Tag Archive | phishing

Phone text – free calls offer?

Phone Text phishing scams are nothing new in the recent years, but they are just not so common, like e-mail scams are. You know those Millions winning offers, bank details request to transfer gadzillions of dolars from some princess in some country, and many others. Funny ones or sometimes even very convincing one.  Recently we have received screenshots from our colleges in Ireland for a phishing scam targeting O2 provider customers via text message.

Message is simple:

O2 phone scam

If you are not many of us – click at what ever shows up on the screen, than you will notice what’s wrong with the message: The link is not to O2 page, which is o2.co.uk or o2.ie but it’s to o2upgrades.org

ORG domain is purposely for organization with non-profit character. So deferentially not O2.

If you click at the link you are redirected to:

O2 Scam messageAnd here is exactly what we expected – phishing page where you enter your Mobile number and password. Therefore exposing your account details.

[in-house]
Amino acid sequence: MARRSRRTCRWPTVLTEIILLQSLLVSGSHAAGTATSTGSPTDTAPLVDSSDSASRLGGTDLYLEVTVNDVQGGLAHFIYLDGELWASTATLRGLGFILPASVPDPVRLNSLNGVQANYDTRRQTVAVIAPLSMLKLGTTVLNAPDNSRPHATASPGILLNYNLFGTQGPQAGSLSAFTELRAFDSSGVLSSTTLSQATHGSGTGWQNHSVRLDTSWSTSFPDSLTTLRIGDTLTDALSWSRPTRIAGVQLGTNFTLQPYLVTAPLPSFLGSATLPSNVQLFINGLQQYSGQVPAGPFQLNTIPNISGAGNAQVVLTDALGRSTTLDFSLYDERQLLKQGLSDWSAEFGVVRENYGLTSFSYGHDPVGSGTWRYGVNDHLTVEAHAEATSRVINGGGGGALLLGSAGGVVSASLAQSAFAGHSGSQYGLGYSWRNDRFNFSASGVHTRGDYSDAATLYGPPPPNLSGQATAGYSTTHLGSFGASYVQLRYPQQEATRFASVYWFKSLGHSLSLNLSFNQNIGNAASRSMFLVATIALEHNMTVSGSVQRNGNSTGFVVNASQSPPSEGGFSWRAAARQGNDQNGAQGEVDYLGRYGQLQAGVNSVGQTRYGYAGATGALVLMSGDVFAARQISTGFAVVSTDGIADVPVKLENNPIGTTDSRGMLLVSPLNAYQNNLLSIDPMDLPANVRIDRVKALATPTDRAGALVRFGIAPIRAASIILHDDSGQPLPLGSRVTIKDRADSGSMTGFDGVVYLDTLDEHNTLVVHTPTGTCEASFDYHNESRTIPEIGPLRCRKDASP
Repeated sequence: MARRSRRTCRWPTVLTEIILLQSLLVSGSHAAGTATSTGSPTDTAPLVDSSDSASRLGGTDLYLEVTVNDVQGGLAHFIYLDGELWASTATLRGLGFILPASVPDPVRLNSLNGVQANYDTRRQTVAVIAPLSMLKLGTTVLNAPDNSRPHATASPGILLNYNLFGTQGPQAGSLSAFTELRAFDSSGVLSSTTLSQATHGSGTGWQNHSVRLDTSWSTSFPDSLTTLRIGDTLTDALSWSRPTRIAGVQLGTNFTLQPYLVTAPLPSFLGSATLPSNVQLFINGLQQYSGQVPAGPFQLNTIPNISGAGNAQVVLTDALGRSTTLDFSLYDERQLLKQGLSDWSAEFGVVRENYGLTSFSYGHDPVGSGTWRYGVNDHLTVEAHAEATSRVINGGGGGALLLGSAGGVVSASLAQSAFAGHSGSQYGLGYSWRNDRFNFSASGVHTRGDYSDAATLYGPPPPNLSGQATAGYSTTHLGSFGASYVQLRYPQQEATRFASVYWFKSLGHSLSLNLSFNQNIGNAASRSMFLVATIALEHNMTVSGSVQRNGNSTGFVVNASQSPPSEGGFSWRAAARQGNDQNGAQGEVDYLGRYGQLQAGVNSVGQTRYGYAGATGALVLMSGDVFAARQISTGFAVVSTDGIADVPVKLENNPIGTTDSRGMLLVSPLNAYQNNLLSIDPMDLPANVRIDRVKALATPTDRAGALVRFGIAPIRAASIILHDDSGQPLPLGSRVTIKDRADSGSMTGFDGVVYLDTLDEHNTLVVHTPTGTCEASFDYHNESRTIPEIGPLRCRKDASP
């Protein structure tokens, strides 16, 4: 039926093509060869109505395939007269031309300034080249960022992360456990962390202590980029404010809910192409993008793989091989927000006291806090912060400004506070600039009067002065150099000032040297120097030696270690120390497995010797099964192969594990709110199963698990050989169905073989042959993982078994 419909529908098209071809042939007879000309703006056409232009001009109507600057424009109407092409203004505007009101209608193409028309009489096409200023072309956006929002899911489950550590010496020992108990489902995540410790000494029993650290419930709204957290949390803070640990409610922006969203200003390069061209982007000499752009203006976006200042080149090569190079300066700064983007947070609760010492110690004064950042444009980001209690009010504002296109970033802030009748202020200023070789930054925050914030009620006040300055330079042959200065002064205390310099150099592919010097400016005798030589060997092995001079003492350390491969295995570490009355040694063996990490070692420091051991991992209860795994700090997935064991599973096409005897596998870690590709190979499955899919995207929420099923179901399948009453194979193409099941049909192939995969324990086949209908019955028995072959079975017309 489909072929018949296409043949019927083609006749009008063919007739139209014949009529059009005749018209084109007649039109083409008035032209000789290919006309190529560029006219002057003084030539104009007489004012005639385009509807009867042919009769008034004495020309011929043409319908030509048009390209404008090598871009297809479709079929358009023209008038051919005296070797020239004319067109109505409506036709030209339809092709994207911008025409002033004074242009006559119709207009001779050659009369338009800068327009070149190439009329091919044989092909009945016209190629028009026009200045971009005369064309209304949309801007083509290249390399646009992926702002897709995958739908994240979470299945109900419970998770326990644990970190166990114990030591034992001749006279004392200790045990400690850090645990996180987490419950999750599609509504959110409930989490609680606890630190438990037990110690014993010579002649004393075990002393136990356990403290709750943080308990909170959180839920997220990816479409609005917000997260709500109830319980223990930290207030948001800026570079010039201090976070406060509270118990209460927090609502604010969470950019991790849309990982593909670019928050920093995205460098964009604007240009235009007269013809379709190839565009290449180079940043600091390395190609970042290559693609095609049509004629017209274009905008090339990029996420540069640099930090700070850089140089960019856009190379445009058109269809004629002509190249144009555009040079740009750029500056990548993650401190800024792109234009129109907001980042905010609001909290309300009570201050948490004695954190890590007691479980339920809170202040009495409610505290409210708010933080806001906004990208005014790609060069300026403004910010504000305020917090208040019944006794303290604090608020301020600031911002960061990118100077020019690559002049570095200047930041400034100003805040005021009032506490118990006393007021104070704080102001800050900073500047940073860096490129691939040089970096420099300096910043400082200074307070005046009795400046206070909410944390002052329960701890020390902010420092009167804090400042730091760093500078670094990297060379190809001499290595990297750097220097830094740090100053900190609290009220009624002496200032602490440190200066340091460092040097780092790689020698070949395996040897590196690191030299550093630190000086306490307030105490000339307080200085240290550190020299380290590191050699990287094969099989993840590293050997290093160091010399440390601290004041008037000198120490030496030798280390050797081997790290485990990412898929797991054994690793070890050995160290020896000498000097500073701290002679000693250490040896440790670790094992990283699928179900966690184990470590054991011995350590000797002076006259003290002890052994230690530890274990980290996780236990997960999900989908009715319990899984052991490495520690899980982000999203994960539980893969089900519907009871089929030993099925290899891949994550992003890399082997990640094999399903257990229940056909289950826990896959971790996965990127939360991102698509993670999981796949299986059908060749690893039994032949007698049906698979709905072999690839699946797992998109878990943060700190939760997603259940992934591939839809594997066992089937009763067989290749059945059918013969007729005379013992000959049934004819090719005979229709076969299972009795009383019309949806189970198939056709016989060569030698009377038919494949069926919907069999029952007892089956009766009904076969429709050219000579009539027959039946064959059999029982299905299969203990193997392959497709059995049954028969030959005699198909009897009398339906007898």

We have entered fictive details in to the form, and what happens next is that we are redirected after to legitimate O2 website login page:

O2 web

And this is what most user are not aware of. For that split of second you have entered your login details on the page 2 and pressed submit, your records were written to someones database, and than you are passed to the legitimate O2 website. You think, hm… maybe I did enter it wrong. If yo did it right, you have just gave your details to some cyber criminal who can pass your details further, sell it on the black market or even use it himself. You are now on the legitimate O2 website login page, but no sign about the special offer. Why? Because it never existed. That was the whole phishing scam – phishing because  what it means – to lure you somewhere where you would enter your login details so they get recorded for someone, somewhere for some purpose.

Be aware: if something looks as a very good offer, and it’s sent straight to you, stop, and think. In most cases it’s a scam. And if you are not sure, why not to ring the sender to make sure that the message is legitimate?

And in case you fell for the scam, just change your login details immediately.


Prepared by K7 Computing UK and K7 Computing Ireland.